Something Old or Something New? Sarno 2015 Launches…
SPRINGFIELD—Before a crowd filling tables and the back wall of the Elks Lodge on Tiffany Street, Mayor Domenic Sarno announced what had long been a foregone conclusion: he was running for reelection. As political events go, it had its moments. But for a politician usually who is not wanting for political charisma like Sarno, Monday night’s event did not overflow with energy.
As guests chowed down on an offering of cheese, pepperoni and bruschetta, the speaking program began only a half-hour after the event’s scheduled start time. Sarno’s daughters Cassandra and Chiara offered a few sweet remarks—somewhat upstaging him—before introducing their father. With his family looking on, Sarno, first elected in 2007, made began his pitch for a second four-year term and fourth overall.
“I am delighted to announce I am a candidate for reelection at the mayor of the city of Springfield,” Sarno said prompting one of the crowds few thunderous cheers.
Sarno’s 2011 reelection kickoff, held only days before the city preliminary that year, had a much more festive, competitive feel to it. The venue then was the Cedar’s on Island Pond Road and, in addition to being the site of his 2007 mayoral kickoff, carried some significance due to the tornado that had hit only three months before. The stage then was filled with notables and many of them spoke at the time.
State Representative Carlos Gonzalez offered the only remarks from a fellow elected, which included a notes on immigrant past of Sarno’s family and an obligatory joke about his masterfully coiffed hair.
Sarno also mentioned his parents’ story from living through Nazi occupation in Italy to arriving in the United States and, in his father’s case, starting a business as a barber.
Much of the speech had a dry State of the City address air, laying out accomplishments over the last seven years and broadly projecting a positive tone. He made reference in his speech and a subsequent to $2.7 billion in capital construction in the city. That figure is somewhat misleading as it includes regional projects incidentally located in Springfield as well as some whose execution is not certain.
While claiming a 19% reduction in crime, Sarno committed to hammering the issue further, which again ignited the audience. Regrettably, while Sarno gave his remarks, new broke that police were investigating a crime scene on Franklin Street where a man had been shot in the head.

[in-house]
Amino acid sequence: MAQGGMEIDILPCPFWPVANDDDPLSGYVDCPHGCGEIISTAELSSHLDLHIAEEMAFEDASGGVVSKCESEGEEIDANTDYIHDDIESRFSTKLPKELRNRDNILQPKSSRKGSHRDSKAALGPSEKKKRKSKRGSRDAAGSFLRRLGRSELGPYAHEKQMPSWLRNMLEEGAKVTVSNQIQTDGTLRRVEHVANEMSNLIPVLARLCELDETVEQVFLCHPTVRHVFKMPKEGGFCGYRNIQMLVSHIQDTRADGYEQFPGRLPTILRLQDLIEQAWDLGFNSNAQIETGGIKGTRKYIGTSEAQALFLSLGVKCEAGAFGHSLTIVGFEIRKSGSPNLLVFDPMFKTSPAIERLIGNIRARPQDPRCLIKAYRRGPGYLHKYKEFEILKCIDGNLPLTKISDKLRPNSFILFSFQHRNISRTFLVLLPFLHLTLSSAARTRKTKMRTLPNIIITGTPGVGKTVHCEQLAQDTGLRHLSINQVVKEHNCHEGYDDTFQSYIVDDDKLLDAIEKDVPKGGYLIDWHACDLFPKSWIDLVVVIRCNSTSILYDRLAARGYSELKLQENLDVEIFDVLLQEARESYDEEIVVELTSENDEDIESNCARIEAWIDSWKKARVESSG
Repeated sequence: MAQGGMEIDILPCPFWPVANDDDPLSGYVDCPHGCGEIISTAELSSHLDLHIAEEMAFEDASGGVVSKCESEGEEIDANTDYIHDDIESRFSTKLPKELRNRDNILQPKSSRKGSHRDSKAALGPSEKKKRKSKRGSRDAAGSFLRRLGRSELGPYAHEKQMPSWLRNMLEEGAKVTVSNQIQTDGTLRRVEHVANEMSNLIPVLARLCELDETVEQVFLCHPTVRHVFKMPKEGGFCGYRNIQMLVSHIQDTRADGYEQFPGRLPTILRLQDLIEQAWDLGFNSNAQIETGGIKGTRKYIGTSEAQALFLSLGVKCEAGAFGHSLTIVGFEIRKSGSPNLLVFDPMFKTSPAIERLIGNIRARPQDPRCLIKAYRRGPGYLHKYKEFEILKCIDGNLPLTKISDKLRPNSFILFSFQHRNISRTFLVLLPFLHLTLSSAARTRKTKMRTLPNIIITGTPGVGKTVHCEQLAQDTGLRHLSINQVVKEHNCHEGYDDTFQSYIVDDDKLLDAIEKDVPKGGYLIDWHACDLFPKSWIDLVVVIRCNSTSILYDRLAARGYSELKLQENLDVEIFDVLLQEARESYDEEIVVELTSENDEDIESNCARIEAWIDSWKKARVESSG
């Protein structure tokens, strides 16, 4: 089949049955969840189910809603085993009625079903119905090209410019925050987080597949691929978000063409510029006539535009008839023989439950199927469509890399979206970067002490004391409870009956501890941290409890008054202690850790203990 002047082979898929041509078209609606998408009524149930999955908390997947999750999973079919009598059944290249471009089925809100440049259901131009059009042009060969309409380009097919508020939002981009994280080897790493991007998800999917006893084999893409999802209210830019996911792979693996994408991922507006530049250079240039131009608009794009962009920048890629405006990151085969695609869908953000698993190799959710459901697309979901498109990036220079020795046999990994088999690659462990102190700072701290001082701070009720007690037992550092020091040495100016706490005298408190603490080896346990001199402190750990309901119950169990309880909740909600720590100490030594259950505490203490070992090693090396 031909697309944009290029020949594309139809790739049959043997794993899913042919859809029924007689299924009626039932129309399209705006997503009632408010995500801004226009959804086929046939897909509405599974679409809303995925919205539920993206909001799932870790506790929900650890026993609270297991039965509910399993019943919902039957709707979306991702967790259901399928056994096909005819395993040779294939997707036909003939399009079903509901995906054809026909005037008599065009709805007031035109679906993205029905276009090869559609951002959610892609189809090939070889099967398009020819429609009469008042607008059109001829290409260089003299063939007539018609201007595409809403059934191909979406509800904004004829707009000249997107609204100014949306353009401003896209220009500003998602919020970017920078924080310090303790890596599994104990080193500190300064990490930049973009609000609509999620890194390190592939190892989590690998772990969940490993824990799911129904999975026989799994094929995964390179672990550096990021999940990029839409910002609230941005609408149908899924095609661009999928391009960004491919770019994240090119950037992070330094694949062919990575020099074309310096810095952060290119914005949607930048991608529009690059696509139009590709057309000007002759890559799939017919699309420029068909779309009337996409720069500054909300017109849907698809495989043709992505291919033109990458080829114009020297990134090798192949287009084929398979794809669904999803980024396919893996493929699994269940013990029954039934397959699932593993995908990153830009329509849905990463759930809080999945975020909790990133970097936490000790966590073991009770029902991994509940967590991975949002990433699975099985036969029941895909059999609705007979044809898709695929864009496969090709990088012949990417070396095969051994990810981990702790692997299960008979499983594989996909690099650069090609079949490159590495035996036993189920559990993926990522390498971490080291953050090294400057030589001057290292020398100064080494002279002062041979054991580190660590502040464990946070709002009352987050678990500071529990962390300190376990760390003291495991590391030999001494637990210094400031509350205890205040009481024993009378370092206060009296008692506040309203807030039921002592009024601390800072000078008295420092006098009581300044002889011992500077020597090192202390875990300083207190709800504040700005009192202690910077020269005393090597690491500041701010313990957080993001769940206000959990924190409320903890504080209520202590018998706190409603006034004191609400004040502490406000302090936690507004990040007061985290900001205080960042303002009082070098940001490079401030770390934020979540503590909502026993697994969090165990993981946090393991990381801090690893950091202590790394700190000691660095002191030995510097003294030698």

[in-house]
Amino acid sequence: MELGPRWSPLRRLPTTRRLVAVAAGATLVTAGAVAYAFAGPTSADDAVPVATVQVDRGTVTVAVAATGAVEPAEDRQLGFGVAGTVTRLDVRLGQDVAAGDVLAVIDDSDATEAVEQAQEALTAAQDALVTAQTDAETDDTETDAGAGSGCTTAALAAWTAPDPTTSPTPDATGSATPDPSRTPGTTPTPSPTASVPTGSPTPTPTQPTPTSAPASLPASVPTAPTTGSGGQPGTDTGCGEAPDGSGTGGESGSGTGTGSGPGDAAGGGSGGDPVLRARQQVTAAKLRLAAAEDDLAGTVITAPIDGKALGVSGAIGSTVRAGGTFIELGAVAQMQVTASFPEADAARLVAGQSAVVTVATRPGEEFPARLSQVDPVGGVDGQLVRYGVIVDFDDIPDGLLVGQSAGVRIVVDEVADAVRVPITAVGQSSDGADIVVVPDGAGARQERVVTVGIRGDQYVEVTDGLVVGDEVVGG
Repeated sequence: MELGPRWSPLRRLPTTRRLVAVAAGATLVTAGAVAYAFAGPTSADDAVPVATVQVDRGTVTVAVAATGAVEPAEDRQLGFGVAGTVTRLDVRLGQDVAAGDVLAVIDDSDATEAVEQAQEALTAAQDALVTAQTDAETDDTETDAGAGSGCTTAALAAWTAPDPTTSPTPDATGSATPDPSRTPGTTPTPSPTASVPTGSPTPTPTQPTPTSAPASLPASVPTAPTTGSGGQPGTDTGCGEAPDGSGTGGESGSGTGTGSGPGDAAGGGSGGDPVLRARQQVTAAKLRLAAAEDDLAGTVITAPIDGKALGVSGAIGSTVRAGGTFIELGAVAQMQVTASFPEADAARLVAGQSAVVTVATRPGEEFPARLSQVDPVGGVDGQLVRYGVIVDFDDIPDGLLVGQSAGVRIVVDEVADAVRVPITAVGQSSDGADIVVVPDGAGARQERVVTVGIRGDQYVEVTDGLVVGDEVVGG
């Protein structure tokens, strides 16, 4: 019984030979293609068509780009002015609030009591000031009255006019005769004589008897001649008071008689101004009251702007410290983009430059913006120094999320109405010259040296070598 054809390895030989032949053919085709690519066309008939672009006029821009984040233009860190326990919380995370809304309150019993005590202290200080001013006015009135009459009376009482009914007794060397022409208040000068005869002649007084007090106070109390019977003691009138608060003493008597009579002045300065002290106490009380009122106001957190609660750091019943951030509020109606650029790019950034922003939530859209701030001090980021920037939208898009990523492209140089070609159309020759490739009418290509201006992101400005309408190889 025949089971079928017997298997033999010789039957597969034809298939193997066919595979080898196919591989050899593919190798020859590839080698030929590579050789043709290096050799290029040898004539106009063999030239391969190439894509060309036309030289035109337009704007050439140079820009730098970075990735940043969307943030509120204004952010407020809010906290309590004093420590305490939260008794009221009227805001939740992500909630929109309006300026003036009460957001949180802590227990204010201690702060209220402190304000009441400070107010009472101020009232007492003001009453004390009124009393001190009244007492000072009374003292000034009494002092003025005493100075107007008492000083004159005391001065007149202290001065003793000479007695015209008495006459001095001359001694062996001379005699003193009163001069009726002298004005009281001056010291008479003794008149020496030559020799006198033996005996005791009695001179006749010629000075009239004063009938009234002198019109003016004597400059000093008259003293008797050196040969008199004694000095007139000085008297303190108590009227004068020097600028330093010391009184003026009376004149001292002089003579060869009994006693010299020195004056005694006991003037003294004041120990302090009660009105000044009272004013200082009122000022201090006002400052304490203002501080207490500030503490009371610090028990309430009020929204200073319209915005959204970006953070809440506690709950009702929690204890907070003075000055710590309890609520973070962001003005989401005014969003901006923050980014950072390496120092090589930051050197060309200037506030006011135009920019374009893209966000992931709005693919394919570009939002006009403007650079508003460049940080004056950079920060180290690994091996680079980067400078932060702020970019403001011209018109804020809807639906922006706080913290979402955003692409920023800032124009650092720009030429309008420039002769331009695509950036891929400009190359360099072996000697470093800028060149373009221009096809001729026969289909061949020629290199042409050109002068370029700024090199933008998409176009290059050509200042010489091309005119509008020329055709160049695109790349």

Even as Sarno emphasized some familiar themes such as crime reduction and the city’s improving bond rating, he insisted that running for another term was not going to be “the same old, same old.”
Sarno said he was “not a tired warhorse looking for another run around the track” and rather would approach his new term with a renewed vigor before offering his thanks to his family and supporters.
During a brief interview after his remarks, Sarno said there was no significance in the kickoff venue this year other than he being an Elk himself (Sarno has held other fundraisers there). He acknowledged a desire in 2011 to show solidarity with the city still reeling from the tornado. Likewise, he noted that part of his 2012 inauguration festivities were also held at tornado-stricken Springfield College.
Asked to expand upon what his next term would look like, Sarno, more engaged than during his speech, rattled off a list of goals that seemed to build off his previous accomplishments. He highlighted the new “empowerment zone” set up for the city’s middle schools that were nearly taken over by the state and efforts to renovate and/or replace Homer and Brightwood schools.
Sarno noted stepped up code enforcement and park maintenance and, of course, crime-fighting.
Citing efforts to engage the community through the C3 program and other such initiatives, “We will continue to see our attack on crime continue to ratchet up,” he explained.
Some of those attending, like Archbishop Timothy Paul, president of the Greater Springfield Council of Churches were cautiously optimistic. “If crime is going to be his number 1 priority,” Paul said, “he’s going to have to do more with the community, especially the faith community.”